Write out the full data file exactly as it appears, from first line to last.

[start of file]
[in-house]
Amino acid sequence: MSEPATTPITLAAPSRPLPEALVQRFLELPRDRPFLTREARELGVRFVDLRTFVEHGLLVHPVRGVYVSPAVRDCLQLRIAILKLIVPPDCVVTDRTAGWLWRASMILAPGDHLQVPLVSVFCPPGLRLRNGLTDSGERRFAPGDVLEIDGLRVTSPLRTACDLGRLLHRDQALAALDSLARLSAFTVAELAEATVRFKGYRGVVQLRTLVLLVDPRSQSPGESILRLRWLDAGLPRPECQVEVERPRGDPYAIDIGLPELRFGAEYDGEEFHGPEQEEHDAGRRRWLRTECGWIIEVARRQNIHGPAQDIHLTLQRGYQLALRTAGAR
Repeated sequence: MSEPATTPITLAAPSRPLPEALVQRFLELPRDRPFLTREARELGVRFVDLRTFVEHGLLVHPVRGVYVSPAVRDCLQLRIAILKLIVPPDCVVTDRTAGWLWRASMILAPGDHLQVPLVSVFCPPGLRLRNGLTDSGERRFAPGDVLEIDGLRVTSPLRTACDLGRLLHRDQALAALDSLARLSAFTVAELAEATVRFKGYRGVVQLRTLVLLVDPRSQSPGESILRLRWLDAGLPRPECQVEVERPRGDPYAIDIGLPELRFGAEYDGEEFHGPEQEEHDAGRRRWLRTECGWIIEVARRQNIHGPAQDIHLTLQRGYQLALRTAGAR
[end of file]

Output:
[in-house]
Amino acid sequence: MSEPATTPITLAAPSRPLPEALVQRFLELPRDRPFLTREARELGVRFVDLRTFVEHGLLVHPVRGVYVSPAVRDCLQLRIAILKLIVPPDCVVTDRTAGWLWRASMILAPGDHLQVPLVSVFCPPGLRLRNGLTDSGERRFAPGDVLEIDGLRVTSPLRTACDLGRLLHRDQALAALDSLARLSAFTVAELAEATVRFKGYRGVVQLRTLVLLVDPRSQSPGESILRLRWLDAGLPRPECQVEVERPRGDPYAIDIGLPELRFGAEYDGEEFHGPEQEEHDAGRRRWLRTECGWIIEVARRQNIHGPAQDIHLTLQRGYQLALRTAGAR
Repeated sequence: MSEPATTPITLAAPSRPLPEALVQRFLELPRDRPFLTREARELGVRFVDLRTFVEHGLLVHPVRGVYVSPAVRDCLQLRIAILKLIVPPDCVVTDRTAGWLWRASMILAPGDHLQVPLVSVFCPPGLRLRNGLTDSGERRFAPGDVLEIDGLRVTSPLRTACDLGRLLHRDQALAALDSLARLSAFTVAELAEATVRFKGYRGVVQLRTLVLLVDPRSQSPGESILRLRWLDAGLPRPECQVEVERPRGDPYAIDIGLPELRFGAEYDGEEFHGPEQEEHDAGRRRWLRTECGWIIEVARRQNIHGPAQDIHLTLQRGYQLALRTAGAR